In late August or early September 1823 Glass was in the employ of General William Ashley as a hired hunter accompanying a fur trapping expedition led by Ashley's business partner Andrew Henry up the Missouri River.  Scouting ahead of the main body of men Glass encountered a female grizzly bear with two cubs, bears are fierce in defence of their cubs and it charged him and mauled him severely. Hearing his cries the rest of the party killed the bear but thought that Glass was certainly going to die due to his horrific wounds including severe lacerations and a broken leg. Determined not to abandon him Henry ordered a litter built and the party carried Glass with them for several days but with their added burden they could not travel quickly enough and desperately needed to link up with another party to provide security against expected Indian attacks. Eventually a bonus of $80 was offered for two men to stay behind with Glass until he died and to bury him. Two men stayed, reportedly an experienced mountain man John Fitzgerald and a young Jim Bridger, later to become one of the most famous mountain men of all time, on his first expedition on the frontier. Rather than staying the two abandoned Glass when he was still alive five days after the main party left taking with them his rifle and equipment and reporting that he had died. 

When he realised what had happened Glass set out on his monumental journey to fort Kiowa, little more than a trading post on the Missouri, he could do no more than crawl to begin with and had nothing to eat but insects, a few plant roots and the occasional snake until he was able to steal part of a buffalo carcass from some wolves. Remaining camped for a time while he ate the buffalo meat and treated some of his festering wounds with maggots he recuperated a little and was able to continue his journey. He later was given a hide boat by some friendly Lakota Indians and was able to complete his journey to for Kiowa where he re-provisioned and began his search for those who abandoned him.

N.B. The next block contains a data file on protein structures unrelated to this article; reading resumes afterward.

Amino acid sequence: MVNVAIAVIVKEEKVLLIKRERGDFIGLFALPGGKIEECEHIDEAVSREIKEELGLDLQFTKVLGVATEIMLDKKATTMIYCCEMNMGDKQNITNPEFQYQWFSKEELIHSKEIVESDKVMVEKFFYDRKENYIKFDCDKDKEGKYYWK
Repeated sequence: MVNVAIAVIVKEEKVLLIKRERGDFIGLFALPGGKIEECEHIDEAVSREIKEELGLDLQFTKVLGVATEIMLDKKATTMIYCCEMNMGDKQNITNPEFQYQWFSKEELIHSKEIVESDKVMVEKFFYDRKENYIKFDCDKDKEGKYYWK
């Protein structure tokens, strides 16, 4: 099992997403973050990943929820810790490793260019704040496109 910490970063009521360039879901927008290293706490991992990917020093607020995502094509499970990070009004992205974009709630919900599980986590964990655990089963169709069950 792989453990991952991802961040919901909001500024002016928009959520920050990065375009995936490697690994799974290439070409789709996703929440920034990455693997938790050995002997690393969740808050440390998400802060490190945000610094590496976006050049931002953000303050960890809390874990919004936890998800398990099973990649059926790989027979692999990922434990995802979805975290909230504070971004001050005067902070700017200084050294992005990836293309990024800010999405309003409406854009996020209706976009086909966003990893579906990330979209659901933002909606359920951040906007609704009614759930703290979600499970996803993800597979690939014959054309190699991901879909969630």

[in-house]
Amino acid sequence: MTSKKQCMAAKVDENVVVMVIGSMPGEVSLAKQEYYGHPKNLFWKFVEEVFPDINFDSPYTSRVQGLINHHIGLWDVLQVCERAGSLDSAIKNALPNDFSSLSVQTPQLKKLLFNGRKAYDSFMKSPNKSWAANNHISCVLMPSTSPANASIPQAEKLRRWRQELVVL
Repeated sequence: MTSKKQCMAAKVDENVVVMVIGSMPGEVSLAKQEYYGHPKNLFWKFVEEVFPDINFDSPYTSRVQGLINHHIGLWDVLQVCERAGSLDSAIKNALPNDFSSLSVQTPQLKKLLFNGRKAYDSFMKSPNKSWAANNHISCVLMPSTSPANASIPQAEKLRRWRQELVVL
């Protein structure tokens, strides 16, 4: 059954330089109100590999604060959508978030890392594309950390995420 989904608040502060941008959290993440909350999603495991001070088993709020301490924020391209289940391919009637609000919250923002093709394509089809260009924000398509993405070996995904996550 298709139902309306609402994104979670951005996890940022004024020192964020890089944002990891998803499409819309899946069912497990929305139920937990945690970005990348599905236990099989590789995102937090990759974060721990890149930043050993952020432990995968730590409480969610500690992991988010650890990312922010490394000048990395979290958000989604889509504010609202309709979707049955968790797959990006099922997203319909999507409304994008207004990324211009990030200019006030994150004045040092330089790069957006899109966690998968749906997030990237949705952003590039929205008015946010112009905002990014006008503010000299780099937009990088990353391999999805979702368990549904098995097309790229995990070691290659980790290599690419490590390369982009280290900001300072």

When he eventually caught up with Bridger he forgave him for abandoning him, perhaps because of his youth, and then re-enlisted with General Ashley. On hearing that Fitzgerald was at Fort Atkinson he headed there. More adventures followed and for a time he was without his equipment again when he had to flee from some Rees Indians. Eventually arriving at Fort Atkinson he found Fitzgerald had joined the United States Army and as such the killing him would have meant the death penalty. The Captain in charge of the fort reunited Glass with his rifle which Fitzgerald still had but Glass wisely did not pursue revenge and left. In fact there is no evidence that Glass even had revenge in mind at all, although he did travel to Fort Atkinson that may have been purely to retrieve his rifle and as was demonstrated by his forgiveness towards Bridger he probably completely understood their decision to leave him given his condition.

The key aspects of this story to me are Glass's determination and will to survive coupled with his obvious skill as an outdoorsman, being able to navigate without map or compass the 250 mile journey to Fort Kiowa and eek out a living from foraged food on his six week journey is nothing short of superhuman, a quote by Glass when he again later lost his rifle and equipment on his way to Fort Atkinson sums this up for me;